Specialist equipment bought for a failed bio-tech venture will be disposed of — at a cost of more than £350,000 to the taxpayer.
The stock was purchased in 2001 by the Bioscience and Technology Institute (BTI) — a high-profile medical research facility — but was never used.
It has been stored away for the last 11 years and will now be offloaded, officials have admitted.
Documents reveal how items purchased with Government funding for the institute were instead used by other bio-tech firms in which some BTI directors and relatives had an interest.
One piece of machinery was later sold off at an £85,000 loss — with concerns that a company in which some directors had an interest gained at the expense of BTI.
SDLP MLA Joe Byrne raised the issue during a meeting of Stormont’s Public Accounts Committee earlier this year. According to minutes of the meeting, he questioned whether the equipment still existed and whether any cash could be recouped.
David Sterling, an official from the Department of Enterprise, conceded that the money had been “almost entirely wasted”.
“That equipment was almost entirely never used,” he said.
“It was put into storage and remains there. However, the reality is that that money has been almost entirely wasted.”
An Audit Office report concluded that the equipment, purchased for £357,000, had actually been bought to meet the needs of Genomic Centre of Excellence (GCE), a profit-making ‘spin-out’ company of BTI.
It noted that items bought by the institute matched that listed in the GCE business plan which was prepared by MTF Chartered Accountants — the company owned by BTI director Teresa Townsley and her husband Michael. According to the report, GCE ownership was effectively held by Mrs Townsley, Professor Paddy Johnston and Professor Roy Spence.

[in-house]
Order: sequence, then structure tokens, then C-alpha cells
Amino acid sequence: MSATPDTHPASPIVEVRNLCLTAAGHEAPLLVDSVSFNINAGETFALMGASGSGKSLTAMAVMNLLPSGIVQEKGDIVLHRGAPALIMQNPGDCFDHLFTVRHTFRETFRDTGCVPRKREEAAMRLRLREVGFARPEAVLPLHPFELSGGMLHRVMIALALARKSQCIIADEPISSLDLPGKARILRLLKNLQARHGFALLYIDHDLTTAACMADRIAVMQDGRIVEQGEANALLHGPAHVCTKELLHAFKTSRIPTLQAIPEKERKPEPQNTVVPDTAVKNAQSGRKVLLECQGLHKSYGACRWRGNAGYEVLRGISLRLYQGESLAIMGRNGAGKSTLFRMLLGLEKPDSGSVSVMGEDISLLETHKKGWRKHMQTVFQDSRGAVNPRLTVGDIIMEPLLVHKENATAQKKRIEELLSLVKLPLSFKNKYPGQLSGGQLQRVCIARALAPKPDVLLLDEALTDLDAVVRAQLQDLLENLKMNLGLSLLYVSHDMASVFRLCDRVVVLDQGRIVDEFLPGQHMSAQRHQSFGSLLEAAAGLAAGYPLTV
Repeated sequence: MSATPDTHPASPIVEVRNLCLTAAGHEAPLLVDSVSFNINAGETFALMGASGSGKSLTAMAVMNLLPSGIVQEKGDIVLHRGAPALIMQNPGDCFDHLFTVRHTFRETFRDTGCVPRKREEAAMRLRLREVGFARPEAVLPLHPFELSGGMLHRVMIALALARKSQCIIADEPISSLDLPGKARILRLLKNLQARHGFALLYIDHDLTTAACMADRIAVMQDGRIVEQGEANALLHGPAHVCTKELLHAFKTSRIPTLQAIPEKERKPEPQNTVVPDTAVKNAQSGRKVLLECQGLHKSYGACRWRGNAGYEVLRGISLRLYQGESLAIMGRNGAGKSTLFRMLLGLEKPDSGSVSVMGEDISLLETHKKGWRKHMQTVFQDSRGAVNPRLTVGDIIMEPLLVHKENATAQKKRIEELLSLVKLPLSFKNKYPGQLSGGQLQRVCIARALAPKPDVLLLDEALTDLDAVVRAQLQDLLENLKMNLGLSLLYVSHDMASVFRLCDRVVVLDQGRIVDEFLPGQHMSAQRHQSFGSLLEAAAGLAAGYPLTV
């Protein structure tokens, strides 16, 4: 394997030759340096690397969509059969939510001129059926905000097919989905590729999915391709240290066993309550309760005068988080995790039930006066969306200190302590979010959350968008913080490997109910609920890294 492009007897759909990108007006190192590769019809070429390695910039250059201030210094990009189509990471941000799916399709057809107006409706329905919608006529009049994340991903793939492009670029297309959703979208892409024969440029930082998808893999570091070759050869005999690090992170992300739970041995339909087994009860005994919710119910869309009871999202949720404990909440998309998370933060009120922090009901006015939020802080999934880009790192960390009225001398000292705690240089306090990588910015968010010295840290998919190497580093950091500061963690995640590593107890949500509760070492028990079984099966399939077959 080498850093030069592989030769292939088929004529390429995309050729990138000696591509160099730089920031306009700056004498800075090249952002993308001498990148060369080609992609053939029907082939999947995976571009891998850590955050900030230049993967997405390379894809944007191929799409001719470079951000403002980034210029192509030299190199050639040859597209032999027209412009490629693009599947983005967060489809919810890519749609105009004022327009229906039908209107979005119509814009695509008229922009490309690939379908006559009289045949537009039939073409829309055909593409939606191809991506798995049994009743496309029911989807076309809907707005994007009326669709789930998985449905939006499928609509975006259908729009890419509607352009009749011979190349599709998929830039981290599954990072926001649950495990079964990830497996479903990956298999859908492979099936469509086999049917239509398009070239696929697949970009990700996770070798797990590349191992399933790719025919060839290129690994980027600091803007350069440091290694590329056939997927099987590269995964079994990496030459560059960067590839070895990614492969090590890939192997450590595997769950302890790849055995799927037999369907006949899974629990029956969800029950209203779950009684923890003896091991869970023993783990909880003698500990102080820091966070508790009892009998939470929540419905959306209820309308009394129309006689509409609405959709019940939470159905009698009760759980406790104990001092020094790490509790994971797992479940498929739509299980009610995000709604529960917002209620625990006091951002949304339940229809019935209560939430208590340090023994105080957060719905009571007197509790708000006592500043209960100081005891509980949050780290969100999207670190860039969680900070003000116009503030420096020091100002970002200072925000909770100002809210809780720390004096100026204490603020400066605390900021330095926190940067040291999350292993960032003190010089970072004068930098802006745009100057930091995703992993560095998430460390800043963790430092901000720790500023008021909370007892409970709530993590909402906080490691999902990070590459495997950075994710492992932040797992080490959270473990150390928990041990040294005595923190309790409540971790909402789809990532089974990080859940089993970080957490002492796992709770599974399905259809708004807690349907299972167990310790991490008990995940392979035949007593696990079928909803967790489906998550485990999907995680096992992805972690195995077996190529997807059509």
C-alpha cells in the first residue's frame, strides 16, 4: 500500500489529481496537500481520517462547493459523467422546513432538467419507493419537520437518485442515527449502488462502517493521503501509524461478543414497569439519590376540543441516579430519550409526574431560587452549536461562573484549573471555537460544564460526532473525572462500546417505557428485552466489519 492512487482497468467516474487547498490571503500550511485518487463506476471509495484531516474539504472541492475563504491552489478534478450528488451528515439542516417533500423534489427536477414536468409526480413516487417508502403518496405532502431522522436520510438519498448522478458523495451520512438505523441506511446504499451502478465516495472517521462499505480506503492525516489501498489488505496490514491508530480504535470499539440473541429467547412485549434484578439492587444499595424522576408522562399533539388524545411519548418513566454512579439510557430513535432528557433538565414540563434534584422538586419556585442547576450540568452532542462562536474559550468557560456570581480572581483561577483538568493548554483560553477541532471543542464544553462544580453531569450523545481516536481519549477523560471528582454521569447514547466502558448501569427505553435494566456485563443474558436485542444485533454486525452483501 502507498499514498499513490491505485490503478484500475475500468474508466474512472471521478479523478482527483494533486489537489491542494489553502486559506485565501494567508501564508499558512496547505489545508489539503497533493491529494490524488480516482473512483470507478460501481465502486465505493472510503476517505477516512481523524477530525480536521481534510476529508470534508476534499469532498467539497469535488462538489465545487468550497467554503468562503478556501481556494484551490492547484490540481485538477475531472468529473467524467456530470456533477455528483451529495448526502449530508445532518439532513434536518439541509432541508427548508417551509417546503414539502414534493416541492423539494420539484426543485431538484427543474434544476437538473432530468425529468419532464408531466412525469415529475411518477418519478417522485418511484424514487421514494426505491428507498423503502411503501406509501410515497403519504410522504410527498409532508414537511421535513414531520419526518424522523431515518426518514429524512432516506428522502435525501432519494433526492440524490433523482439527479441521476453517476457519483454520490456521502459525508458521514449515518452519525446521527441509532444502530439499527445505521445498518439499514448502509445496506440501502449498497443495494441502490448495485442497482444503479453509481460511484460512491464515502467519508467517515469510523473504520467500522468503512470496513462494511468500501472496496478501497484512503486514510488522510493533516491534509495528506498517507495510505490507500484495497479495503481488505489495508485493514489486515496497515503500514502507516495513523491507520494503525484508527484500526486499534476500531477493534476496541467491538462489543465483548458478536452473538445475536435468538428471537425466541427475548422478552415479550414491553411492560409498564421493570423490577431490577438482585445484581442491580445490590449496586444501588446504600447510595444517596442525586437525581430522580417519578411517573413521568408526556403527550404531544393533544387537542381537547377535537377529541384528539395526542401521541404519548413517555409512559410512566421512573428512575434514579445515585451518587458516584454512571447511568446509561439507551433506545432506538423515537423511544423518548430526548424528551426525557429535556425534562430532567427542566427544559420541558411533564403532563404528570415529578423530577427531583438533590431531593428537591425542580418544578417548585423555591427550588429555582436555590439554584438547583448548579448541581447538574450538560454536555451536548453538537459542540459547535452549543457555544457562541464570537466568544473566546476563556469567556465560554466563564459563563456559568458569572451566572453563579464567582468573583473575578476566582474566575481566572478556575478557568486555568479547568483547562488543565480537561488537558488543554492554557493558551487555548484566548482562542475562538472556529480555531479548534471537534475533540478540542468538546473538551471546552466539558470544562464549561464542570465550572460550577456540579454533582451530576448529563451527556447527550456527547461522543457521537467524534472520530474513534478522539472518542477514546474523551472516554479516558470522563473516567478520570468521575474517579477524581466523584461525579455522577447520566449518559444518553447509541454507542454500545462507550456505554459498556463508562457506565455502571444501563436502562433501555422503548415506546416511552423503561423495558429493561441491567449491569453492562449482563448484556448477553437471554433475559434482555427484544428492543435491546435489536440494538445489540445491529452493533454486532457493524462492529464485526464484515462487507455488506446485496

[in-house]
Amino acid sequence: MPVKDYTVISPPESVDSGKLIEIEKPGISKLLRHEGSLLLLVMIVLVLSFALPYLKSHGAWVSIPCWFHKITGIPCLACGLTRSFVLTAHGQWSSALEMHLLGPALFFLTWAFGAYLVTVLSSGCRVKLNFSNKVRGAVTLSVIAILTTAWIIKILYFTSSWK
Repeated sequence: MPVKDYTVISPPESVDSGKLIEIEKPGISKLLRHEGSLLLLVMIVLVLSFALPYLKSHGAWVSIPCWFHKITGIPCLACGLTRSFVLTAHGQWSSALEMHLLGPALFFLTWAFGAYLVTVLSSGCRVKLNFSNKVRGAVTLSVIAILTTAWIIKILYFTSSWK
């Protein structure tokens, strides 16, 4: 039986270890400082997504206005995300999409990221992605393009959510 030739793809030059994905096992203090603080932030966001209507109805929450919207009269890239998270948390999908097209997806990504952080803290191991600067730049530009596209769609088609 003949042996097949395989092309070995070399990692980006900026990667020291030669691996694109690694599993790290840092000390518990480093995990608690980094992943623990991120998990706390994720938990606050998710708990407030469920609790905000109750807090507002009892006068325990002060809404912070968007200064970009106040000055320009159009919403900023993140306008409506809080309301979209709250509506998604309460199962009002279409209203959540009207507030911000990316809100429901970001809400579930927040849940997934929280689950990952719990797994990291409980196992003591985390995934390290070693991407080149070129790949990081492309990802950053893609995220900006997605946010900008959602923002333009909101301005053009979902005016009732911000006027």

All were directors of BTI, but the clear conflict of interest was not addressed.
Shareholdings were also held by Mr Townsley and Jim Johnston, who is Paddy Johnston’s brother, the report states.
Most items were eventually placed in storage, but two, including a £99,379 DNA sequencer, were delivered to another BTI spinout company, Fusion Antibodies Ltd — another profit-making firm in which Paddy Johnston and Mr Spence held shareholdings of 12.3% and 2.5% respectively.
The Audit Office report states that Mr Townsley was also a shareholder, while Jim Johnston was a shareholder, director and chief executive of the company.
Fusion began using the DNA sequencer in late 2001, but without paying BTI a rental fee. But when a third bio-tech company, Genomic Mining Ltd — in which Prof Spence and Mr Townsley were involved — requested the sequencer’s use, it paid rent to Fusion, and not BTI.
Although the sequencer had a potential rental value of £40,000 over the timescale concerned, BTI was given only £10,354 when the directors’ company, Fusion, was finally challenged over its use.
In late 2004 the sequencer was sold to Fusion for just £15,000.
The Belfast Telegraph was unable to contact Mr Spence, the Johnston brothers or Mr Townsley for comment.
The Bioscience and Technology Institute was launched 12 years ago with high-level Government support, but collapsed in 2002 without delivering any of its goals and leaving the taxpayer with a £2.2m bill.
The project was severely criticised in a Stormont report, which branded it one of the worst examples of incompetence and mismanagement ever seen in Northern Ireland.